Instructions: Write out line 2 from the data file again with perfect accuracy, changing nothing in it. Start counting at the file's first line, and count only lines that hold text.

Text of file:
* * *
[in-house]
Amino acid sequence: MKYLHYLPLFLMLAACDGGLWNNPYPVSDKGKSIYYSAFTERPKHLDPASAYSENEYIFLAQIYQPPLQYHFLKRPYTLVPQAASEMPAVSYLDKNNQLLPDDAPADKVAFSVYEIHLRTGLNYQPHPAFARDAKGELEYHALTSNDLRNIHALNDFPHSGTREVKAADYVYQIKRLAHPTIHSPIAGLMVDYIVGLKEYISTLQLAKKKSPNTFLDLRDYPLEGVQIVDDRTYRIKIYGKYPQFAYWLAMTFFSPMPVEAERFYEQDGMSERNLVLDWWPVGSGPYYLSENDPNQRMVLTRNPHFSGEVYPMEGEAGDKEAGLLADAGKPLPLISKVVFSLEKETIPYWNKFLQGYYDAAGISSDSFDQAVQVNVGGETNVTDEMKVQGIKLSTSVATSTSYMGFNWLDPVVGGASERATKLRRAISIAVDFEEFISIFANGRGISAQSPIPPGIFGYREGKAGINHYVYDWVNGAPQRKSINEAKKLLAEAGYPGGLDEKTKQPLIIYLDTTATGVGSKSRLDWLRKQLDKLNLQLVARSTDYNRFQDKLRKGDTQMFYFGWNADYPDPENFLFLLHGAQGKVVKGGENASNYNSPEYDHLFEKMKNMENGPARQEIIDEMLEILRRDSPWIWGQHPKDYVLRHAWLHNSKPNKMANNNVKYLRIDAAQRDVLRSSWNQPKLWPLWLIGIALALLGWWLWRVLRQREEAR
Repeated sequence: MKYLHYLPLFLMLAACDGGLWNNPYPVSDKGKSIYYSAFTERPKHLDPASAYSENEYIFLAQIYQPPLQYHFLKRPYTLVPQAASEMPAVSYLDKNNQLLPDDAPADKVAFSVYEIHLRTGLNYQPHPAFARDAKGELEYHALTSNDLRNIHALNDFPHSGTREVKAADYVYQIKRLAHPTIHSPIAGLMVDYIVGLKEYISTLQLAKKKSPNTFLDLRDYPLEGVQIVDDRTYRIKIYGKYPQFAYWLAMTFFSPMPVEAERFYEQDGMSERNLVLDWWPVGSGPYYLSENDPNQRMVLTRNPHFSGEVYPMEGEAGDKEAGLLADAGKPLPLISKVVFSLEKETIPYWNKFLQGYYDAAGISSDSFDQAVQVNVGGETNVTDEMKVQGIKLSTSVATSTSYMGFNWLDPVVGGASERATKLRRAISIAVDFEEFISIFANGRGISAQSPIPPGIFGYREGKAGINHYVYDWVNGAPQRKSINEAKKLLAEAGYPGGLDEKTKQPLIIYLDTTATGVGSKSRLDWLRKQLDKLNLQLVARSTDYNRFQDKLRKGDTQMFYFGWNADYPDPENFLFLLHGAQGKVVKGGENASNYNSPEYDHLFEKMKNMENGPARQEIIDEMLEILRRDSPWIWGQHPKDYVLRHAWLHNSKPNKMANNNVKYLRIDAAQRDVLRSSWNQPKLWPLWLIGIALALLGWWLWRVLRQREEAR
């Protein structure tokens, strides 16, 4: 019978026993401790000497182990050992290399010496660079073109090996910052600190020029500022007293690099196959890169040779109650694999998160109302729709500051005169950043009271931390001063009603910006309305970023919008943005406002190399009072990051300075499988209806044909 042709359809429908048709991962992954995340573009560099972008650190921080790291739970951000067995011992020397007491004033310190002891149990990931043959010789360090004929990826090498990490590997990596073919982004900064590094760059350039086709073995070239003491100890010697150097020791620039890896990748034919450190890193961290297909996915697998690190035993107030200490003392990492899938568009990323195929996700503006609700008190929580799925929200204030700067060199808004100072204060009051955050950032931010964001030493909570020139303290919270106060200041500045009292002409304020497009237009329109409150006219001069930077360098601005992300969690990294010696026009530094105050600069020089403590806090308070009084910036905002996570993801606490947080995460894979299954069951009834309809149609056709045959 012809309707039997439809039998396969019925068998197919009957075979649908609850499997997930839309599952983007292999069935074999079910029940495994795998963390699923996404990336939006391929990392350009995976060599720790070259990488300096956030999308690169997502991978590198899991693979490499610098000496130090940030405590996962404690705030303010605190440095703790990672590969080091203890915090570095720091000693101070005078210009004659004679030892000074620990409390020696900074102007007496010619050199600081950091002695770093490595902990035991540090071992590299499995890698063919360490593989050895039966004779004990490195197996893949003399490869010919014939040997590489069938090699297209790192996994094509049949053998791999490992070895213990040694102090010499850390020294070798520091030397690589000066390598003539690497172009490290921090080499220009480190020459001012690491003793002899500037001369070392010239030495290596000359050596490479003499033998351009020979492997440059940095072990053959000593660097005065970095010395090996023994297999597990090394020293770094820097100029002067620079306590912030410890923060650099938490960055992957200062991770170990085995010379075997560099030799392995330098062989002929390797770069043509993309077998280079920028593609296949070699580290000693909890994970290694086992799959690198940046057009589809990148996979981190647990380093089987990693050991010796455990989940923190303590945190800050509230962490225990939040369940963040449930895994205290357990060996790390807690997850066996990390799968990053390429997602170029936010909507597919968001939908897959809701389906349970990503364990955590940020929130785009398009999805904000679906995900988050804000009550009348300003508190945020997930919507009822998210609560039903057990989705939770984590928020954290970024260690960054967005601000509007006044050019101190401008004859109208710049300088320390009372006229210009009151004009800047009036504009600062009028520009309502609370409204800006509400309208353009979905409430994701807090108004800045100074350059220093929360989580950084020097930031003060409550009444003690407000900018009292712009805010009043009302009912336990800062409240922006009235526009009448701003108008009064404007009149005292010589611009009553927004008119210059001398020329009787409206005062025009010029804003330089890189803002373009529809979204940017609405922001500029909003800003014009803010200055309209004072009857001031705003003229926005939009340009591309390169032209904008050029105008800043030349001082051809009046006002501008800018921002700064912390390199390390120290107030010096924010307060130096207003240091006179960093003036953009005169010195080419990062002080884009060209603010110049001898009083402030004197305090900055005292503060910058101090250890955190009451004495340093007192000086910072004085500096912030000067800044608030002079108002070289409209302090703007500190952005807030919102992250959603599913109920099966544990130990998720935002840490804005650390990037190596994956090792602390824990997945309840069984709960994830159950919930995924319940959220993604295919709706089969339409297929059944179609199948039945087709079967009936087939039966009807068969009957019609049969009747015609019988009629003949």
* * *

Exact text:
Amino acid sequence: MKYLHYLPLFLMLAACDGGLWNNPYPVSDKGKSIYYSAFTERPKHLDPASAYSENEYIFLAQIYQPPLQYHFLKRPYTLVPQAASEMPAVSYLDKNNQLLPDDAPADKVAFSVYEIHLRTGLNYQPHPAFARDAKGELEYHALTSNDLRNIHALNDFPHSGTREVKAADYVYQIKRLAHPTIHSPIAGLMVDYIVGLKEYISTLQLAKKKSPNTFLDLRDYPLEGVQIVDDRTYRIKIYGKYPQFAYWLAMTFFSPMPVEAERFYEQDGMSERNLVLDWWPVGSGPYYLSENDPNQRMVLTRNPHFSGEVYPMEGEAGDKEAGLLADAGKPLPLISKVVFSLEKETIPYWNKFLQGYYDAAGISSDSFDQAVQVNVGGETNVTDEMKVQGIKLSTSVATSTSYMGFNWLDPVVGGASERATKLRRAISIAVDFEEFISIFANGRGISAQSPIPPGIFGYREGKAGINHYVYDWVNGAPQRKSINEAKKLLAEAGYPGGLDEKTKQPLIIYLDTTATGVGSKSRLDWLRKQLDKLNLQLVARSTDYNRFQDKLRKGDTQMFYFGWNADYPDPENFLFLLHGAQGKVVKGGENASNYNSPEYDHLFEKMKNMENGPARQEIIDEMLEILRRDSPWIWGQHPKDYVLRHAWLHNSKPNKMANNNVKYLRIDAAQRDVLRSSWNQPKLWPLWLIGIALALLGWWLWRVLRQREEAR